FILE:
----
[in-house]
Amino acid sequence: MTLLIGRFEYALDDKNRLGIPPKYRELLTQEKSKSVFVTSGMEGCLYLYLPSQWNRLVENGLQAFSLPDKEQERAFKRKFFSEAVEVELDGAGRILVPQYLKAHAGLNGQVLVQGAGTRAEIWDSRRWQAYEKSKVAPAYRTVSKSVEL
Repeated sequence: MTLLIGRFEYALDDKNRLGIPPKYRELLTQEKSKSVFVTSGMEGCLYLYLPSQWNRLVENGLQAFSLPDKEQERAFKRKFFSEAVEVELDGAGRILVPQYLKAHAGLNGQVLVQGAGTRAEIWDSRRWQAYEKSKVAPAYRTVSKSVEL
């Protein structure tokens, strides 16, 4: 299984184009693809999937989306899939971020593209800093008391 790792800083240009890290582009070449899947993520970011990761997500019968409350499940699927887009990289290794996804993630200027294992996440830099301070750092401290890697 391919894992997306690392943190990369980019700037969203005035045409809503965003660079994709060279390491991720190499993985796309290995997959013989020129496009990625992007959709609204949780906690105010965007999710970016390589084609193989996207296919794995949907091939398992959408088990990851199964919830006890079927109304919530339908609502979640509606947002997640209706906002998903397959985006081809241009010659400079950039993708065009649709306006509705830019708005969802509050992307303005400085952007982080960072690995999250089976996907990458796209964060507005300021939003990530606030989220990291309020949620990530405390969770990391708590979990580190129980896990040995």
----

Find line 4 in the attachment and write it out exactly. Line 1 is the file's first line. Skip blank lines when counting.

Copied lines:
């Protein structure tokens, strides 16, 4: 299984184009693809999937989306899939971020593209800093008391 790792800083240009890290582009070449899947993520970011990761997500019968409350499940699927887009990289290794996804993630200027294992996440830099301070750092401290890697 391919894992997306690392943190990369980019700037969203005035045409809503965003660079994709060279390491991720190499993985796309290995997959013989020129496009990625992007959709609204949780906690105010965007999710970016390589084609193989996207296919794995949907091939398992959408088990990851199964919830006890079927109304919530339908609502979640509606947002997640209706906002998903397959985006081809241009010659400079950039993708065009649709306006509705830019708005969802509050992307303005400085952007982080960072690995999250089976996907990458796209964060507005300021939003990530606030989220990291309020949620990530405390969770990391708590979990580190129980896990040995």